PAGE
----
Understanding America from the Outside


Being removed from American soil, where I have lived the majority of my life, has given me a new understanding of my label of “American.” In the academic setting, my American Foreign Policy module has forced me to think of the United States in a whole new context. One of the first questions posed to the class was: Is or was the United States an empire? When I hear the word empire, I think about the British during the 17th century, certainly not my home country which started out as part of that British Empire. The class’s discussion leaned more towards the notion that the United States was an empire, even today! The short colonization of the Philippines and Cuba are discussed; however, the main point of discussion was that the United States is a militaristic empire today. In 150 countries the U.S. has active duty military troops. For the argument of an American empire, this fact shows that there is an official American presence almost everywhere.

My absolute favorite way of learning about my country through my time here has to be talking to my new friends and classmates. I have learned the over arching thoughts about my country just from these interactions alone. During the conversations I have found: 1. Guns or Obama will, at some point, be topics of conversation. 2. We are seen as incredibly friendly (sometimes exceedingly so). 3. The U.S. prices of clothes, food, and any other goods are considered dirt cheap.

In the process of writing this blog post on about being an American in England, I am beginning to remind myself of little things I miss from the good ole U S of A. In the shops and stores here, no one comes up to you and asks if you are need any help, nor does the cashier ask if you found everything okay, nor do they say “have a good day!” or make chit-chat.  It is surprising how much I miss the little, super-friendly interactions each day with strangers.  Another small cultural tidbit I miss is the dollar bill, oddly enough! Here the smallest denomination of paper currency is a £5 note! I need to get used to the £1 and £2 coins, because that’s a lot of money (especially for a college student)! I simply cannot write off the coins as petty change as I would back home.

The British coins come in 1p, 2p, 5p, 10p, 20p, 50p, £1, and £2, and the smaller valued ones hold a special secret that I only recently discovered! When all are placed in a certain arrangement they complete the image of the Coat of Arms in the United Kingdom.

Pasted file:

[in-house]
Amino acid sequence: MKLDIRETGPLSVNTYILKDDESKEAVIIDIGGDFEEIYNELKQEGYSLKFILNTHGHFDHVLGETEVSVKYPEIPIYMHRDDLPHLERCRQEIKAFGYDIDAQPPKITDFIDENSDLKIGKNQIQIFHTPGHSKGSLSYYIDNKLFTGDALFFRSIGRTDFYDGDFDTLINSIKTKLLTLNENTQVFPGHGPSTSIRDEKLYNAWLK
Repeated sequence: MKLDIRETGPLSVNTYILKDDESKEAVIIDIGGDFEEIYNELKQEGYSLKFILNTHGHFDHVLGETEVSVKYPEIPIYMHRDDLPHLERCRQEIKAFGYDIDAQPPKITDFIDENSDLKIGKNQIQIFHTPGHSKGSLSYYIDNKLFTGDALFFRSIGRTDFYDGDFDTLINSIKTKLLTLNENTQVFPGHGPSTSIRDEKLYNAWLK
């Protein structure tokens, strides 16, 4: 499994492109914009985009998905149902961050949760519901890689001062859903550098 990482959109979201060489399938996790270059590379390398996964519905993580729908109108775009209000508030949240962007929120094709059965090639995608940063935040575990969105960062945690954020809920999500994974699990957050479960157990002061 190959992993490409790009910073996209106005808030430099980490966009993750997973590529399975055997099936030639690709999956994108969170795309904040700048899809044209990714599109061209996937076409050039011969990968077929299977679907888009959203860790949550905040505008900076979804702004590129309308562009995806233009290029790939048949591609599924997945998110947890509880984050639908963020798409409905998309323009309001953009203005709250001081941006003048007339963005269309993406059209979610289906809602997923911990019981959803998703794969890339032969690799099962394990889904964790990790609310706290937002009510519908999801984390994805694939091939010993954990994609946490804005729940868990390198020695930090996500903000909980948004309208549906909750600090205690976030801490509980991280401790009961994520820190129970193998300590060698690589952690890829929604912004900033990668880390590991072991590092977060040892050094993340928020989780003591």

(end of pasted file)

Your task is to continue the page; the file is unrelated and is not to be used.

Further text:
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As I’ve written before I feel like I am learning new words each and every single day. Here’s yet another list of vocabulary from across the pond:

Quid: a term than can be used interchangeably with the unit of currency ‘pound’. For example, if an item is marked £20.00 can say that it costs twenty quid.

Tea: this means what you think it means, but in addition to being a hot beverage it is your dinner. Example: What are you having for tea? Oh just fixing myself some vegetables and potatoes.

Eggy bread: French toast!

“x”or “xx”: Usually found at the end of a text message or Facebook message; meant to mean a kiss, but it is not necessarily romantic. This mark can just be friendly.

Courgette: Zucchini

Aubergine: Eggplant

Squash: a very popular, usually fruity liquid that is added to water.

The adventure went to the seaside this past week! Specifically, I traveled to the seaside towns of Sheringham and Hemsby. Both towns were beautiful, but held an eerie presence. They are very unusual compared to the beaches of New Jersey. The first two pictures are of Hemsby and the third and fourth are of Sheringham.


Can you see the wind turbines out at sea? They really contributed to the eerie, but serene feeling at these British seaside towns.


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Thank you for reading!


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